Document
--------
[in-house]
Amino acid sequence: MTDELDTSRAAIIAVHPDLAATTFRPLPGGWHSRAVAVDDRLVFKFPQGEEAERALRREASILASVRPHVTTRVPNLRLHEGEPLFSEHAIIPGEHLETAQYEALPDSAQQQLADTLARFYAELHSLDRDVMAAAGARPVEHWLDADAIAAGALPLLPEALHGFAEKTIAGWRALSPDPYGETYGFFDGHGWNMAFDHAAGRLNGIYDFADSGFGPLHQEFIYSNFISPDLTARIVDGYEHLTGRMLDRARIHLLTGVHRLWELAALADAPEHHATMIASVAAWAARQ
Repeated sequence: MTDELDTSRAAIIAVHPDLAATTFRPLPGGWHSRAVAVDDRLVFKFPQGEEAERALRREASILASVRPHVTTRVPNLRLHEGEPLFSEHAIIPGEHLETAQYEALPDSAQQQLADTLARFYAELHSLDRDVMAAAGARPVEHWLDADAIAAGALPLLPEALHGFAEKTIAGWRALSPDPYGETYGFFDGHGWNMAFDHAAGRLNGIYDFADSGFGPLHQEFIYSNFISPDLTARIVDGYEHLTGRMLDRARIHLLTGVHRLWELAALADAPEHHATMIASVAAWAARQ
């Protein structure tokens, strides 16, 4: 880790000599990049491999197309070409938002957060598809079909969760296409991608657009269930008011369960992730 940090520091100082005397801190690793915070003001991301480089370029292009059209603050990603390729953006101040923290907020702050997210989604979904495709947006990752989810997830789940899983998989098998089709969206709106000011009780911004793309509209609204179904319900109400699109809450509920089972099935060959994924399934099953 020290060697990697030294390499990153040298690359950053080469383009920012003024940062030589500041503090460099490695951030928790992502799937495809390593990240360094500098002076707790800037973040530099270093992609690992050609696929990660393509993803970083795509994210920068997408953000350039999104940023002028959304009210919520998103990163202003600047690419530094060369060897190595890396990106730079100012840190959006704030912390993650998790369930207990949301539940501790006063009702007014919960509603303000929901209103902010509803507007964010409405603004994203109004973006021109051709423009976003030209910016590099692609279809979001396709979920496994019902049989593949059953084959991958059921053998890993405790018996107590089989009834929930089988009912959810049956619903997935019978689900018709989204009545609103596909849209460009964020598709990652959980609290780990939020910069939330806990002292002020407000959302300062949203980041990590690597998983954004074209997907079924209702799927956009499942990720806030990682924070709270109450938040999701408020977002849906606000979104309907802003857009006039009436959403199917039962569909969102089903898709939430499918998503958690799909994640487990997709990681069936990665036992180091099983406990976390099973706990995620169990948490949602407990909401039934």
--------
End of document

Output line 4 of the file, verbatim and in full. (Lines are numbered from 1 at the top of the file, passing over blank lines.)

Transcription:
């Protein structure tokens, strides 16, 4: 880790000599990049491999197309070409938002957060598809079909969760296409991608657009269930008011369960992730 940090520091100082005397801190690793915070003001991301480089370029292009059209603050990603390729953006101040923290907020702050997210989604979904495709947006990752989810997830789940899983998989098998089709969206709106000011009780911004793309509209609204179904319900109400699109809450509920089972099935060959994924399934099953 020290060697990697030294390499990153040298690359950053080469383009920012003024940062030589500041503090460099490695951030928790992502799937495809390593990240360094500098002076707790800037973040530099270093992609690992050609696929990660393509993803970083795509994210920068997408953000350039999104940023002028959304009210919520998103990163202003600047690419530094060369060897190595890396990106730079100012840190959006704030912390993650998790369930207990949301539940501790006063009702007014919960509603303000929901209103902010509803507007964010409405603004994203109004973006021109051709423009976003030209910016590099692609279809979001396709979920496994019902049989593949059953084959991958059921053998890993405790018996107590089989009834929930089988009912959810049956619903997935019978689900018709989204009545609103596909849209460009964020598709990652959980609290780990939020910069939330806990002292002020407000959302300062949203980041990590690597998983954004074209997907079924209702799927956009499942990720806030990682924070709270109450938040999701408020977002849906606000979104309907802003857009006039009436959403199917039962569909969102089903898709939430499918998503958690799909994640487990997709990681069936990665036992180091099983406990976390099973706990995620169990948490949602407990909401039934």